Lakes Headwear in Pierz caters to national cap market


(Pictured is Lakes Headwear co-owner Aaron Bangasser of Melrose restocking the shelves with spools of thread. Staff photo by Lorae Vardas)

Tengwall is the sales manager at Lakes Headwear in Pierz, a small manufacturing company established about 10 years ago as an off-shoot of a larger plant in Little Falls that has since relocated elsewhere. With quality its top priority, Lakes Headwear has been quietly carving out a niche for itself both locally and on a national level in a highly competitive industry.

Requisitions range from direct orders like the Pierz Fire Department or Golf Course, to multi-national corporations including Target, Best Buy and DKNY. Most of the orders come from advertising specialty and promotion companies, Tengwall explained between phone calls at the nondescript shop located in the rear of Vet’s Super Stop on South Main Street. The small sign marking the entry doesn’t reflect the beehive of activity inside.

Lakes Headwear has been under new ownership since September when Keith Bangasser of Spicer and Aaron Bangasser of Melrose purchased the business from Mike Langer. With little experience in the field of creating caps, the cousins drew on their skills as owners of a computer service headquartered in Melrose called Computer Friendly. Through it they came into contact with a lot of manufacturers in the region, including Langer.

“We were looking for a manufacturing business to invest in,” said Aaron during a recent interview with the Record. “We had a set of criteria to follow. We liked the area and the industry. Mike had a good business setup, so we thought, ‘why not give it a try.’”

The first thing on the agenda was to computerize the office operations. That move alone, along with the new sales position, has helped increase productivity by 15 percent in the past six months, Aaron Bangasser was pleased to report. His partner Keith had already left with his family for the Easter Holiday, so was unavailable for comment.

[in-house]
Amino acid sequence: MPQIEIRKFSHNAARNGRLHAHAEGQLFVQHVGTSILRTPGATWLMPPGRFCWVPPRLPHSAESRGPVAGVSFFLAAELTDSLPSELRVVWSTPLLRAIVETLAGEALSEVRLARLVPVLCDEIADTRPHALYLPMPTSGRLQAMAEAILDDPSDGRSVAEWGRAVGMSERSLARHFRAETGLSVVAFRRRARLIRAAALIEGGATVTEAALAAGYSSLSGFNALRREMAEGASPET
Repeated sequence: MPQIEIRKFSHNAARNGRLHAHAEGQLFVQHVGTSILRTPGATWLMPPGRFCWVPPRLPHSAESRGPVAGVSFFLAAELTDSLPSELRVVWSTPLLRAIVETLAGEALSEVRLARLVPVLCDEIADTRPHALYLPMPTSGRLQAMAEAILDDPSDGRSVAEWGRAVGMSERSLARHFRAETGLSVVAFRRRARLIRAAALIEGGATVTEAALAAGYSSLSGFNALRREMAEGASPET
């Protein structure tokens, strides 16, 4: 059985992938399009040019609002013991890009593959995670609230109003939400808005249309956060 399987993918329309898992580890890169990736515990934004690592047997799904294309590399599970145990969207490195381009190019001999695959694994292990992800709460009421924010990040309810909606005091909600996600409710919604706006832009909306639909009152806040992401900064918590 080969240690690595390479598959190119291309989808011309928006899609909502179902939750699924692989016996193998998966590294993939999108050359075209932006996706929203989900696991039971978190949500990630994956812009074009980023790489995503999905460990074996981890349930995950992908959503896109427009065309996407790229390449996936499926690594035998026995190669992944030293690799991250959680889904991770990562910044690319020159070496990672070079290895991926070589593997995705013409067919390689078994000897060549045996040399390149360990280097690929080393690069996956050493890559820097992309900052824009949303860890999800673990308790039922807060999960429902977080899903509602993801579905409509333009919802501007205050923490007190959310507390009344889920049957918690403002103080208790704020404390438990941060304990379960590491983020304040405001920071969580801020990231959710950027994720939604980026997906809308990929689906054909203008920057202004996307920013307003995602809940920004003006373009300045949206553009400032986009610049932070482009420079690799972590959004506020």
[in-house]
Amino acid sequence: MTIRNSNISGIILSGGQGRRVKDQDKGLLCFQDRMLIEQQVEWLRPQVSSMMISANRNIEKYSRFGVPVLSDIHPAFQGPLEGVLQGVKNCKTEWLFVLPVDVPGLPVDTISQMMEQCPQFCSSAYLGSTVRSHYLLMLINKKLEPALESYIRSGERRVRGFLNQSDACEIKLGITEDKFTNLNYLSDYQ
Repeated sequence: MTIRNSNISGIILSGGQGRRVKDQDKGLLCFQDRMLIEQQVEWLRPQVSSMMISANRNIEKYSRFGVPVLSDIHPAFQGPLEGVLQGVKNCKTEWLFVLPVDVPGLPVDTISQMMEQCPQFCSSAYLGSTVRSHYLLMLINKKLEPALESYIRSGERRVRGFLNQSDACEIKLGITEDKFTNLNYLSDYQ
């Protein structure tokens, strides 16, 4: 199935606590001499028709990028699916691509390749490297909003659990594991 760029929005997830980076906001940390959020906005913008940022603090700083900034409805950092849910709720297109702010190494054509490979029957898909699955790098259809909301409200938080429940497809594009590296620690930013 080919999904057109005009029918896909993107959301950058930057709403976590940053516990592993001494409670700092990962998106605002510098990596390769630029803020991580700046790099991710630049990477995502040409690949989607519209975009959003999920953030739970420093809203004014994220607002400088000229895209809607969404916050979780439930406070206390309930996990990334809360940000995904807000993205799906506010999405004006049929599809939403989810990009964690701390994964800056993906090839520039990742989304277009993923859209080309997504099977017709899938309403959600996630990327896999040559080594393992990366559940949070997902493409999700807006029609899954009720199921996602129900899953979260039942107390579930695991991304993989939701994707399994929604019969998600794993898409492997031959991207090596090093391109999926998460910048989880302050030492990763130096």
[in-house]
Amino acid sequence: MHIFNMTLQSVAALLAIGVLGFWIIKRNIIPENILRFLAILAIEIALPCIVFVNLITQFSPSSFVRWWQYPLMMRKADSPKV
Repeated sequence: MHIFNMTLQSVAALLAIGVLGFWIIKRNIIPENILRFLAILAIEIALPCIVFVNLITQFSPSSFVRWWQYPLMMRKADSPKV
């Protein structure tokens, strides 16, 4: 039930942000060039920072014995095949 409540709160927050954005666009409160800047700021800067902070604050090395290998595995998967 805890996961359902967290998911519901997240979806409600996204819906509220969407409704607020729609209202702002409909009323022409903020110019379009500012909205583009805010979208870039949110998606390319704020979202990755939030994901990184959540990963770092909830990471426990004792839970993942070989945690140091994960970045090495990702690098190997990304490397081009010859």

Aaron credits the staff with much of the success to date. “The thing that makes this company great are the people who work here. They really helped us out in the transition. Tom has been a real asset also,” he said.

The company employs about a dozen people, some who remember cutting pieces by hand before the hydraulic cutting machine was installed. Among them was Irene Fiegen who recalled starting shortly after Mike opened the place when component parts were painstakingly hand-drawn on the fabric and cut with scissors. Alice Kahlhamer is another long-time employee who can speak volumes for the hometown company.

“We’re looking at growth here and employing more people,” said Tengwall. “We are advertising now for more assemblers and sewers. It’s a fun, laid back environment to work in. We can handle more employees and can go to a second shift, if necessary.” He said no remodeling is needed because as an engineer Mike Langer designed the work space well.

The company ships an average of 2,000 finished hats a week. The new owners would like to double the output, because the market is there, they’re convinced. Most promotion supply companies seek them out. Through technology, orders coming in from across the nation now can be more efficiently processed.

“The average household has 19 hats in the closet,” Tengwall found in researching the issue. “You wear the one with the coolest logo or is the most comfortable.” The rest become collectibles. Lakes Headwear custom manufactures all types of baseball and bucket hats for distribution by promotion groups to their customers.

They are big on American made goods. “Buy American. Employ an American,” stressed Tengwall. Nothing irks him more than a US Flag with a “Made in China” sticker, or other patriotic apparel bearing third-world country labels.

Metal or sewn eyelets, tri-glide or plastic back strap, the styles can be modified and personalized to order. The color combinations are endless. Except for embroidery of the logos, which is contracted out to an area speciality shop, the caps are crafted exclusively by hometown friends and neighbors.

Lakes Headwear is currently building caps for a brand new line of hunting clothing called Full Benefit being featured in April on PAX TV (Channel 41). The “hunt-commercial” for Backland Outdoor Company airs at 8:30 a.m. and spotlights some of the local workers in the 10-step manufacturing process.

The Bangassers indicated they enjoy being part of the community and are looking forward to hitting the golf links when the course opens. For more information one may visit the company Website at lakesheadwear.com.


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